In partnership with the Royal Museum of Fine Arts of Antwerp, the Royal Museums of Fine Arts of Belgium present an exceptional retrospective exhibition of the work of Rik Wouters. More than 200 works of art will be exhibited in our museum, including drawings, sculptures and paintings. Rik Wouters (21 August 1882 – 11 July 1916), one of the most famous Belgian artists of the early 20th century, was initially a sculptor and later studied painting at the Academy of Fine Arts of Brussels. He was influenced by Emile Claus and James Ensor. In 1912, during his stay in Paris, he was greatly impressed by the works of Auguste Renoir and Paul Cézanne, and from that year on, his way of working changed dramatically. He lightened his palette, used pure and luminous colours, abandoned the ‘chiaoscuro’ and the heavy pastings for a lighter painting that gave his works a lightness and intense inner light. Nel, his wife, lover, muse, and much-loved model can be recognized in many of the paintings. The First World War and illness hampered Wouters’ career and he died in Amsterdam after two operations, barely 33 years old, in July 1916. The work Rik Wouters created in just a decade, is at the heart of a period of turmoil and artistic innovation and timehas not altered these magnificent masterpieces!
Pierre Lahaut, at the same time professor in various schools and painter, became a member of the ‘Jeunes Figuratifs Belges’ in 1957 and was co-founder of the group Axis 59. The exhibition presented at the Royal Museums of Fine Arts of Belgium focuses on the 1960s. As early as 1958, Pierre Lahaut was moving towards non-figurative and the artist’s preference leaned towards lyrical movement versus geometric obedience. About forty works of this period will be presented in the Patio 0. With the Digital Experience, it has been possible to draw up a complete portrait of the artist, in particular through the presentation of photos and films which give a better understanding of Pierre Lahaut’s personality.
One of the films (L’art au bout des doigts “The painter Pierre Lahaut”, directed by Claude Lebrun, RTBF, 03.08.1968) shows
Pierre Lahaut presenting his own exhibition at the Palais des Beaux-Arts of Brussels in 1967. You can also watch extracts from the programme 50° Nord (RTBF) which gives an overview of the artist’s full career (1958-2008) during his retrospective exhibition at the Musée d’Ixelles in 2011.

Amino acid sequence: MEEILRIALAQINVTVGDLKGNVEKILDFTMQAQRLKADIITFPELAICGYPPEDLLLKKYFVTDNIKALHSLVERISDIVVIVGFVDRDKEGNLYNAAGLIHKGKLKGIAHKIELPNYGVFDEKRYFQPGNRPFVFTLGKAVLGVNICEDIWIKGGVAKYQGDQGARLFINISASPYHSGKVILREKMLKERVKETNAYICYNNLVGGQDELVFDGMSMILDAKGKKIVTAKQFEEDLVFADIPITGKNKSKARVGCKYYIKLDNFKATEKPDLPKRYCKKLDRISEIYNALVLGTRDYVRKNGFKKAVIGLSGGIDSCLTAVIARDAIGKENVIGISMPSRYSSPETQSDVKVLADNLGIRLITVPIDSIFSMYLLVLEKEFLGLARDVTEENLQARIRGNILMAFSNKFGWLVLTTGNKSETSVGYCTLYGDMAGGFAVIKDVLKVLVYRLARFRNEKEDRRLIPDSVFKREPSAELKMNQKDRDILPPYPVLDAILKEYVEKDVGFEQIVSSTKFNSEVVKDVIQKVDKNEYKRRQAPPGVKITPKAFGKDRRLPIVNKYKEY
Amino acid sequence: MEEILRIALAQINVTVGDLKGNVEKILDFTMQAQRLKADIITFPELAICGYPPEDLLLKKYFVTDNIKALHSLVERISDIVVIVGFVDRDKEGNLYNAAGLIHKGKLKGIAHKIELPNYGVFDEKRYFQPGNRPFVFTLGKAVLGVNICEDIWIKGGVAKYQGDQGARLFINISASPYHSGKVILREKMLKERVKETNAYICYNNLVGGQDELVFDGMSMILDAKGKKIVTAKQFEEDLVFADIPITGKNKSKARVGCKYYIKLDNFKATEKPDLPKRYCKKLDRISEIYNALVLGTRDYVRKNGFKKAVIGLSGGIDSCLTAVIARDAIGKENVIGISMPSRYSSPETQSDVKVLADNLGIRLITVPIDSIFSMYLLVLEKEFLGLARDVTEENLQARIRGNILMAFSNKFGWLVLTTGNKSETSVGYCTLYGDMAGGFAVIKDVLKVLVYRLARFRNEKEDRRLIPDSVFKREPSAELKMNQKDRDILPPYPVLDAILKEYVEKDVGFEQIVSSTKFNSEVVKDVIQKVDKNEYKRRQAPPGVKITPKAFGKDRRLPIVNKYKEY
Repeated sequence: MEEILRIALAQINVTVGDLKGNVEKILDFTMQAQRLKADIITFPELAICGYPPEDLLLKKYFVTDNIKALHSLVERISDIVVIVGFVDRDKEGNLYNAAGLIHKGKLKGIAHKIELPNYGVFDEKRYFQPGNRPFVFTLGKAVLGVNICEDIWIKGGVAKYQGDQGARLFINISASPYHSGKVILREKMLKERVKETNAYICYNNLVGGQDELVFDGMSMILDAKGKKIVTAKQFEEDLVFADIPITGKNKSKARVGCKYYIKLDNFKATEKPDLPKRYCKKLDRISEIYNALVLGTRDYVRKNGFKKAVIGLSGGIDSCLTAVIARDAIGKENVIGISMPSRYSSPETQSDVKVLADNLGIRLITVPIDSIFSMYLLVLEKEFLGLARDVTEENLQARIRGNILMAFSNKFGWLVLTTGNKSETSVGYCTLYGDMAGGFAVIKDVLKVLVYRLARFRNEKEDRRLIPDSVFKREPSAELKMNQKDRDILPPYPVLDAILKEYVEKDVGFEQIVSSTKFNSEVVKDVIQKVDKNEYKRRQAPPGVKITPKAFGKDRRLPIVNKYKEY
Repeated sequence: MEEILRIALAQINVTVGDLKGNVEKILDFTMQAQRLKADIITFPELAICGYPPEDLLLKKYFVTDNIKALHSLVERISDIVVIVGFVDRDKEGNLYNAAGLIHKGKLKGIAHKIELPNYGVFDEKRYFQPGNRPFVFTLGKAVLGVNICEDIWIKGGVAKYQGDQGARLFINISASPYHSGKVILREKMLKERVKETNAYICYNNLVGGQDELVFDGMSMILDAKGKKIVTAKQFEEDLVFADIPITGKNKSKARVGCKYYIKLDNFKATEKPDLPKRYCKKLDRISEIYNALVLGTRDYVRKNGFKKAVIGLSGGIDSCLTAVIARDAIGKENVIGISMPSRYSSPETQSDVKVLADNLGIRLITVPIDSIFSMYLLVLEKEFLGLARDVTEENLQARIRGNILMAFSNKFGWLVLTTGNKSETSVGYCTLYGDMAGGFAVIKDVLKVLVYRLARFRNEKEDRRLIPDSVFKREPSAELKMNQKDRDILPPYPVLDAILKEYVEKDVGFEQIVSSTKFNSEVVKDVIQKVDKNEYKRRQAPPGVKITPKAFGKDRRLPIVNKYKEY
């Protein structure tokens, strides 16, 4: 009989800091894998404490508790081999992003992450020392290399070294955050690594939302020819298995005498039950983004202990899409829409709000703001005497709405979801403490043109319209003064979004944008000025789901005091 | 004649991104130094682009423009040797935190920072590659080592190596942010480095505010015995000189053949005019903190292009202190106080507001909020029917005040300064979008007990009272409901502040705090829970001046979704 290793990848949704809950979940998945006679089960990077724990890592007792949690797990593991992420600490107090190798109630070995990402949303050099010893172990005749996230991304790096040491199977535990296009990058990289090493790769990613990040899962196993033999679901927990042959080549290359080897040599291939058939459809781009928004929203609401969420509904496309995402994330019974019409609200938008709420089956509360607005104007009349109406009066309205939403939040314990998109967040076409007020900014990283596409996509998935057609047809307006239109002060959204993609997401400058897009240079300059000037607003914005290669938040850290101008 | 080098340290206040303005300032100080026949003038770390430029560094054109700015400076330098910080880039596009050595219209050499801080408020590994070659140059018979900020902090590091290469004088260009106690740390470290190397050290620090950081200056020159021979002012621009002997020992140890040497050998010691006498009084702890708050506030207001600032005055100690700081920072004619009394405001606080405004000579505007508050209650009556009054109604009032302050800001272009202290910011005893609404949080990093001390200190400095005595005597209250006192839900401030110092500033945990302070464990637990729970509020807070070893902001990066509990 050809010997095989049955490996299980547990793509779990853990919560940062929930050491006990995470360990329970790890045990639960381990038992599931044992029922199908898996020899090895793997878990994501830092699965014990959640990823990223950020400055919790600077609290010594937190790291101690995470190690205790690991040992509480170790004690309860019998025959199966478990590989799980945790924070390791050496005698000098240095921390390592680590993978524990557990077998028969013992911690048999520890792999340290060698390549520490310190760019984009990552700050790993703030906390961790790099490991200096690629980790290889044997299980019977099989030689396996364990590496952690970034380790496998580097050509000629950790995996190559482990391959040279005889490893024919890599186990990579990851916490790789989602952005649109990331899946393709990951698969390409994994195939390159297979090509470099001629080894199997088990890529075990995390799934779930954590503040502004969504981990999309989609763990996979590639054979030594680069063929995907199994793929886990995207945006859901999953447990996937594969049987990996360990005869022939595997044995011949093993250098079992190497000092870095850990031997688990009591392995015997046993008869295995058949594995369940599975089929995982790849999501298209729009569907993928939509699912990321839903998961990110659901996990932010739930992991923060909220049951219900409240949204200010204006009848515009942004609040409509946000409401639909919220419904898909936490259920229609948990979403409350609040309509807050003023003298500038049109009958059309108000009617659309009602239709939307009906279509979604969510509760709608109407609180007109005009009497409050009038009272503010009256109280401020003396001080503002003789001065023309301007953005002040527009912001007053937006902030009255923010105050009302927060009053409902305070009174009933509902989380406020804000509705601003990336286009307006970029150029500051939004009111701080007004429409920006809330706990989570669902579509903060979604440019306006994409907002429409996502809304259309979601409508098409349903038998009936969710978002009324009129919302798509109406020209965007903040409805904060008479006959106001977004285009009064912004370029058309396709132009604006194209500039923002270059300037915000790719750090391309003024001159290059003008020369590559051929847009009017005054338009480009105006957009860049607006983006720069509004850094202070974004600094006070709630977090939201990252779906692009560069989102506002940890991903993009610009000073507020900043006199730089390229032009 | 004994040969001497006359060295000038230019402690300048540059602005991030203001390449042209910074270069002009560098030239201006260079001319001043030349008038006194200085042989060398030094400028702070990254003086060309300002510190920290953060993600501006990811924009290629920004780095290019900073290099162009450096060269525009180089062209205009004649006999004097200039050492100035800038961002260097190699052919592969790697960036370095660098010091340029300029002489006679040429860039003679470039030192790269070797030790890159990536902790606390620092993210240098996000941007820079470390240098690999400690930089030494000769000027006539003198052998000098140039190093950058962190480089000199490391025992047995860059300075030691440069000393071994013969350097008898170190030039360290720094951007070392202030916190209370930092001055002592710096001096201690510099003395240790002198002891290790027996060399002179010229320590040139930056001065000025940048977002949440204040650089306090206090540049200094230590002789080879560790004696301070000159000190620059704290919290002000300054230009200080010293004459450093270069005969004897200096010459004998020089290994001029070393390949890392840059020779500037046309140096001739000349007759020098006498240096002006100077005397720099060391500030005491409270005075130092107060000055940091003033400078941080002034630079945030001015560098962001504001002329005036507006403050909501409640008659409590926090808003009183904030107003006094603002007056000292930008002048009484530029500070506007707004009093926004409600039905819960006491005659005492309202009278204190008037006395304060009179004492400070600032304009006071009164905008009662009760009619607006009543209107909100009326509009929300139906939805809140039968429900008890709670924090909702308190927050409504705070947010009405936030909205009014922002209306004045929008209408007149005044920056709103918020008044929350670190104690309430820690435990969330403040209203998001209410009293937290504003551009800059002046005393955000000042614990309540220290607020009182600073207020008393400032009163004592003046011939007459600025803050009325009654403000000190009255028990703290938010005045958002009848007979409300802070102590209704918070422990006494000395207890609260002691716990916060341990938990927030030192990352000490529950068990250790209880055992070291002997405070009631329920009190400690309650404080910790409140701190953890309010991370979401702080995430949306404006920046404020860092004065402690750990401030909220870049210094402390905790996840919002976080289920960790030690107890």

Angel Vergara has a privileged relationship with the RMFAB! As a young Spanish exile, he arrived in Brussels in 1964 to study at the Academy of Fine Arts but it was in the Museums that he discovered the great masters. This exhibition makes reference to Baudelaire who also found, though 100 years earlier, economic and political asylum in Brussels. You will see Vergara’s famous video paintings which follow the five lectures given by Baudelaire in Brussels in order to explain his concept of modernity. Vergara’s «actes-tableaux» will also be shown in the Museums as well as in some of the poet’s favourite places in Brussels. Documents, objects and creations highlight the context of Baudelaire’s arrival: dandyism, salons, publishers, morality, religion… They also underline the connection between 1870, when Belgium is the second largest economic power in the world, and 1970 when the country finds a new prosperity and attracts artists from all over the world. The idea of ‘Modernity’ advocated by Baudelaire is echoed in the modernity lived by the artistic and intellectual avant-garde, as shown by a selection of works from our Museums’ Collection. The emergence in Belgium of a new generation of art patrons and collectors, attuned to the modernist ideas of art, allowed for the diffusion of works from movements suchas Fluxus, Pop, Minimal, Conceptual, Arte povera… which will have a great impact on artists in Brussels, Antwerp, Ghent and Liège.
The Royal Museums of Fine Arts of Belgium present the results of several years of research on the work of Pieter Bruegel the Elder. This research has made it possible to unveil the secrets of some fantastic creatures and enigmatic objects in The Fall of the Rebel Angels. This painting is a reflection on the potential danger of the human quest for art, knowledge and politics, a universal theme which is stronger than ever. The findings of this research can be found in a book and in a series of slide shows focussing on the work of Bruegel. Thanks to a new multimedia system, the visitor can enter Bruegel’s universe and discover his original vision close to the culture of the cabinets of curiosities and the excitement for New World discoveries at the time.
Did you know? The Royal Museums of Fine Arts of Belgium own the second biggest collection of Bruegel works in the world after the Kunsthistorisches Museum – Wien (Vienna- Austria).